In the predominantly Roman Catholic Philippines, the day is commemorated with street processions, the Way of the Cross, and a Passion play called the Cenáculo. The Church keeps the day solemn by not tolling the church bells, and no Mass will be celebrated. In some communities throughout the country (most notably in the island province of Marinduque or in the San Fernando, Pampanga), the processions include devotees (termed Moriones) who self-flagellate and sometimes even have themselves nailed to crosses as expressions of penance despite health issues and strong disapproval from the Church. After three o’clock in the afternoon of Good Friday (the time at which Jesus is traditionally believed to have died), noise is discouraged, some radio and television stations sign off, businesses close, and the faithful are urged to keep a very solemn and prayerful disposition through to Easter Sunday. Yet other television networks are still on air making way for some religious programming related to the solemn celebration.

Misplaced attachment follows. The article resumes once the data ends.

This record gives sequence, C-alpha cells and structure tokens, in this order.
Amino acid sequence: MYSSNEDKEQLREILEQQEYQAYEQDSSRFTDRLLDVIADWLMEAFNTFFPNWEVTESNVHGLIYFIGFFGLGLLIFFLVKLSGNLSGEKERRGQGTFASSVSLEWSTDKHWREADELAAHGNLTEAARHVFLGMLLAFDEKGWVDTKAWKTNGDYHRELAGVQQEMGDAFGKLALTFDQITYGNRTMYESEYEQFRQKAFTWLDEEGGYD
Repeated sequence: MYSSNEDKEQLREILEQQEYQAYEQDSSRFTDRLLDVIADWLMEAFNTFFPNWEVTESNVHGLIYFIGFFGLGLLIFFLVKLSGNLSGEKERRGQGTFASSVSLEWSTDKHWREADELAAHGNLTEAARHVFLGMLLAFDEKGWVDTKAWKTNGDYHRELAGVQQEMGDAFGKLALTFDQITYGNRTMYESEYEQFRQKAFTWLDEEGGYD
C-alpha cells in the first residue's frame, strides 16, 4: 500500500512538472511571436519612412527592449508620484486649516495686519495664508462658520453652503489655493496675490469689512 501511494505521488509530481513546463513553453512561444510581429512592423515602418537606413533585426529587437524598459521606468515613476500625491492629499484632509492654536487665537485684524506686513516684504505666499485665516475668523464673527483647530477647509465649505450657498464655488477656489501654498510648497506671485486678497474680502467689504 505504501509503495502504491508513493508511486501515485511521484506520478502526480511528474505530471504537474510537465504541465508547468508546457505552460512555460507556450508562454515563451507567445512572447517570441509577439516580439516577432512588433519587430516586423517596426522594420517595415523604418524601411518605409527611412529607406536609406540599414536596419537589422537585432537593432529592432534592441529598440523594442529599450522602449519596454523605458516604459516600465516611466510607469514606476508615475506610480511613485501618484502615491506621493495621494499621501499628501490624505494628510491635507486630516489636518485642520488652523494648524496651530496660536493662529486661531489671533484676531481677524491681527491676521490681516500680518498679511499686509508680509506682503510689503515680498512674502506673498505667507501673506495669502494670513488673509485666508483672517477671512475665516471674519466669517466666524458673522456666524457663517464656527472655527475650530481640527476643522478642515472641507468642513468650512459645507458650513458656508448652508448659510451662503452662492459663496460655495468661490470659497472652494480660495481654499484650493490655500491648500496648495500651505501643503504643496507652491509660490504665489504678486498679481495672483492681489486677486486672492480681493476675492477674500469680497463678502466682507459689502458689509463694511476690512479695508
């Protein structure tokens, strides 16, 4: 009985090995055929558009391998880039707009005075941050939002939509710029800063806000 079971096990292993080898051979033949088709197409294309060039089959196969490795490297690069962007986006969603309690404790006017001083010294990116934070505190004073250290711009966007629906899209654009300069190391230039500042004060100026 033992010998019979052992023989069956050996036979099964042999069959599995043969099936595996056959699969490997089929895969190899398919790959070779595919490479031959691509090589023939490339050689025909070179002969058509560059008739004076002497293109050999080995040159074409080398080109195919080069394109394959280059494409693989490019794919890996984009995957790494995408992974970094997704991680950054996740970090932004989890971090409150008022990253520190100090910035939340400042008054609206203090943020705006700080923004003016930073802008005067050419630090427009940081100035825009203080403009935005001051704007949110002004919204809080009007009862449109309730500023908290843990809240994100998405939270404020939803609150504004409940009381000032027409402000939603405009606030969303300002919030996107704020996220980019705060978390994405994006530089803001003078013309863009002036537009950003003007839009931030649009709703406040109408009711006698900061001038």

In Cebú and other Visayan Islands the locals usually eat Binignít and Bico as a form of fasting. The elders also discourage taking a bath after 3 o’clock on Good Friday.
Major television networks such as SVD Communication Ministry, and the Dominican Fathers of the Philippines, and others broadcast events at Roman Catholic parishes . These events include the reading of the Seven Last Words, the recitation of the Stations of the Cross, and the service of the Commemoration of the Lord’s Passion.